Educating Managers through Real World Projects
A volume in the series: Research in Management Education and Development. Editor(s): Charles Wankel, Ph.D., St. John's University, New York.
Innovative learning projects in management education and development are discussed in the frame of cutting-edge theory and salient practice. Learning projects are defined as educationally directed activities involving out-of-classroom action settings complemented by student and/or instructor directed reflection on the links between theory and practice. Chapters are grounded in relevant theory, empirical research and examples of best practice for a wide variety of real world management education projects. Contexts include both university and corporate-based management education and development. Topics span action learning, exper-iential learning, student consulting projects, service learning, reflective practice, internships as learning vehicles, and web-based learning through projects. Extensive opportunities are being recognized for more tightly and productively integrating the normal work of managers with their education.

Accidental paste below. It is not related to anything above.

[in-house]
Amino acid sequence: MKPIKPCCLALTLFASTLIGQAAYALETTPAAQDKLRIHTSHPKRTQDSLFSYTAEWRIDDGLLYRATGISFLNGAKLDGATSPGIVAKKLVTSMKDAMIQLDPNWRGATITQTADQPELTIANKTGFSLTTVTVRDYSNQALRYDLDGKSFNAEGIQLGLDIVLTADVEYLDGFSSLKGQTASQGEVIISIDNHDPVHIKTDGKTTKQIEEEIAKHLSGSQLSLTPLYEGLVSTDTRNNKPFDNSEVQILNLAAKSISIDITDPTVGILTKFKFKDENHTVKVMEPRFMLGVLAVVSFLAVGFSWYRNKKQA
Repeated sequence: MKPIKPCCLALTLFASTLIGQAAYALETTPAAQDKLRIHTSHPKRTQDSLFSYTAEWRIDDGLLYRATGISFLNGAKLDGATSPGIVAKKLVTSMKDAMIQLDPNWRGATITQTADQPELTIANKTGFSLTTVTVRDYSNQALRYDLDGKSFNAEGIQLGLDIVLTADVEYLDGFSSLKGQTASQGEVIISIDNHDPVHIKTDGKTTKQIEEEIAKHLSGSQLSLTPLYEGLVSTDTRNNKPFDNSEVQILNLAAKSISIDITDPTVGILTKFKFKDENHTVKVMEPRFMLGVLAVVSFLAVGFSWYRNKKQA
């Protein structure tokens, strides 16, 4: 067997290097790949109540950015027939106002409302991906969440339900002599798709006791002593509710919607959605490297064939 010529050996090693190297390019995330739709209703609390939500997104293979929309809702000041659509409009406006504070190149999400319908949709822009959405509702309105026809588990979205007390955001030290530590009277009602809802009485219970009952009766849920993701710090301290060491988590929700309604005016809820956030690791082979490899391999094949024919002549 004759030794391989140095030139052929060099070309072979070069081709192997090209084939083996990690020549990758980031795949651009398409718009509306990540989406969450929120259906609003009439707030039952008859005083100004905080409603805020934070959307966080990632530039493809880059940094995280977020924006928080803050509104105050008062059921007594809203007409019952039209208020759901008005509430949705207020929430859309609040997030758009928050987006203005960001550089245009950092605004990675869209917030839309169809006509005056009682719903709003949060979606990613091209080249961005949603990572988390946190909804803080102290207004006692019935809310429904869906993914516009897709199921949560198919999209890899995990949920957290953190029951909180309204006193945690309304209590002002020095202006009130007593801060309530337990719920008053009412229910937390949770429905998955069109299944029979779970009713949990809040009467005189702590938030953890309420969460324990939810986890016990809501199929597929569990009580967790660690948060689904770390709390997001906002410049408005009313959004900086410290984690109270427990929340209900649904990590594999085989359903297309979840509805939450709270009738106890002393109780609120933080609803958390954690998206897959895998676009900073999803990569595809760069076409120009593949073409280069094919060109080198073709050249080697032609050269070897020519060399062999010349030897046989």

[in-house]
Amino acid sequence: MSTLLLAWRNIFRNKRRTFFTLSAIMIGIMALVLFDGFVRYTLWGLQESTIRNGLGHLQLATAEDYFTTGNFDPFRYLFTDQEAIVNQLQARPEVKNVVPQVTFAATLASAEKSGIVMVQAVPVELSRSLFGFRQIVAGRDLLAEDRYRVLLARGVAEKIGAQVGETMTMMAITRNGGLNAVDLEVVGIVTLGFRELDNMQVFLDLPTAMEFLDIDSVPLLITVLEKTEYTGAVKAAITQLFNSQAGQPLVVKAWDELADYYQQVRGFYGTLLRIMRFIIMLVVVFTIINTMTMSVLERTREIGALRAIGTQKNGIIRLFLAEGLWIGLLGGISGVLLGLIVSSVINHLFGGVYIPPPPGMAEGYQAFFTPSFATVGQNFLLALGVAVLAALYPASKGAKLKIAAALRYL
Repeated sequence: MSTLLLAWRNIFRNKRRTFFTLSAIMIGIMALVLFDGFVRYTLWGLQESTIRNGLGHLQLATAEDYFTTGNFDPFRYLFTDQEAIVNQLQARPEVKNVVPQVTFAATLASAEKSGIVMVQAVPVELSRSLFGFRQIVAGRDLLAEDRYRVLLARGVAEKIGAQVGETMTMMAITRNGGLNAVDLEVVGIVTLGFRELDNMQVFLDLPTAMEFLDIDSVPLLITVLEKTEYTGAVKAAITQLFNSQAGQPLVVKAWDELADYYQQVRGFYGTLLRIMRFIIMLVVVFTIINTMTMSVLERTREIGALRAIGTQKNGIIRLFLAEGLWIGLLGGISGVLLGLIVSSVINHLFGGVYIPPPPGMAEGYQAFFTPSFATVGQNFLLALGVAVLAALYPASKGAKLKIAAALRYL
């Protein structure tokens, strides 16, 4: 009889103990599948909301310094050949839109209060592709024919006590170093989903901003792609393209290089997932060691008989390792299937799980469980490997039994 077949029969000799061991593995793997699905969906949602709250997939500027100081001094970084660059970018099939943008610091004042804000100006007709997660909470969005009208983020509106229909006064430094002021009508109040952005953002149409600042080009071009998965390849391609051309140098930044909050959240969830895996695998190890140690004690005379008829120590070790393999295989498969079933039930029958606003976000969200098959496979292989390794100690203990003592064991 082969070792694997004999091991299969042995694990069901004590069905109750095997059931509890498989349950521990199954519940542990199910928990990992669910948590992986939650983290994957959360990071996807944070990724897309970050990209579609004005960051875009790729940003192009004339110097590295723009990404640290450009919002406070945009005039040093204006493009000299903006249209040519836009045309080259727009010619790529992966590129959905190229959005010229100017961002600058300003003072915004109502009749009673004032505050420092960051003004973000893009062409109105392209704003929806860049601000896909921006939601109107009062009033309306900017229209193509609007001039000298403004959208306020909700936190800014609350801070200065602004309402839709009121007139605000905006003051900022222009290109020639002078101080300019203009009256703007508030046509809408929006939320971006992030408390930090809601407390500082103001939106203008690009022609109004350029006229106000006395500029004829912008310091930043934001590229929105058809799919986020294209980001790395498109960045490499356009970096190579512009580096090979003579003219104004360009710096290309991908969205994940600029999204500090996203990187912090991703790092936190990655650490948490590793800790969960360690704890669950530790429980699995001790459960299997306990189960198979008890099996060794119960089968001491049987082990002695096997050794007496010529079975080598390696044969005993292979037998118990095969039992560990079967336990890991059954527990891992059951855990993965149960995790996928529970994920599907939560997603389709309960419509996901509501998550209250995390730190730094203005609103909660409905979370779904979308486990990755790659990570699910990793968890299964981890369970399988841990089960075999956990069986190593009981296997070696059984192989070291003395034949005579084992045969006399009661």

Editorial Review Board. List of Contributors. Real World Projects and Project-Based Learning Pedagogies. Robert DeFillippi and Charles Wankel. Section I: Consulting Projects. Wharton’s Global Consulting Practicum: Interdependence, Ambiguity and Reflection. Patricia Gorman Clifford, Jane Hiller Farran, and Leonard Lodish. Project Based International Business Consulting. C. Patrick Fleenor, Peter V. Raven, and Jerry Ralston. Real Real World Projects. Mats Lundeberg and Pär Mårtensson. Managing Divergent and Convergent Focus of Learning in Student Field Projects. Susan Adams. Section II: Service Learning Projects. Educating Managers through Service Learning Projects. Karen Ayas and Philip Mirvis. Real World Transfer of Professional Knowledge: A Modification to Internship Learning. Jan Brace-Govan and Irene H. Powell. Creating Actionable Knowledge: Experimenting with Service Learning in a Corporatist Nonprofit Regime. Judith van der Voort, Lucas C.P.M Meijs, and Gail Whiteman. Section III: Action Learning. Action Learning as a Vehicle for Management Development and Organizational Learning: Empirical Patterns from Practice and Theoretical Implications. Lyle Yorks. Action Learning for Management Development: Lessons from a Leadership Development Programme. Richard T. Harrison and Claire M. Leitch. The Manchester Method: A Critical Review of a Learning Experiment. Tudor Rickards, Paula J. Hyde, and K. Nadia Papamichail. A Management Education Model for Bridging the Academic and Real World. Eugene Baten, David Fearon, and Cheryl Harrison. Section IV: A Potpourri of Project-Based Practices and Perspectives. Work Embedded eLearning. Paul Shrivastava. Problem-Based Learning Approaches to Management Education. Oon-Seng Tan. Business Plan Competitions: Vehicles for Learning Entrepreneurship. Malu Roldan, Asbjorn Osland, Michael Solt, Burton V. Dean, and Mark V. Cannice. The Role of the Student in Project Learning. Timothy C. Johnston. Assessing Performance in Projects from Different Angles. Marjolein van Noort and Georges Romme. Editors’ Brief Biographies
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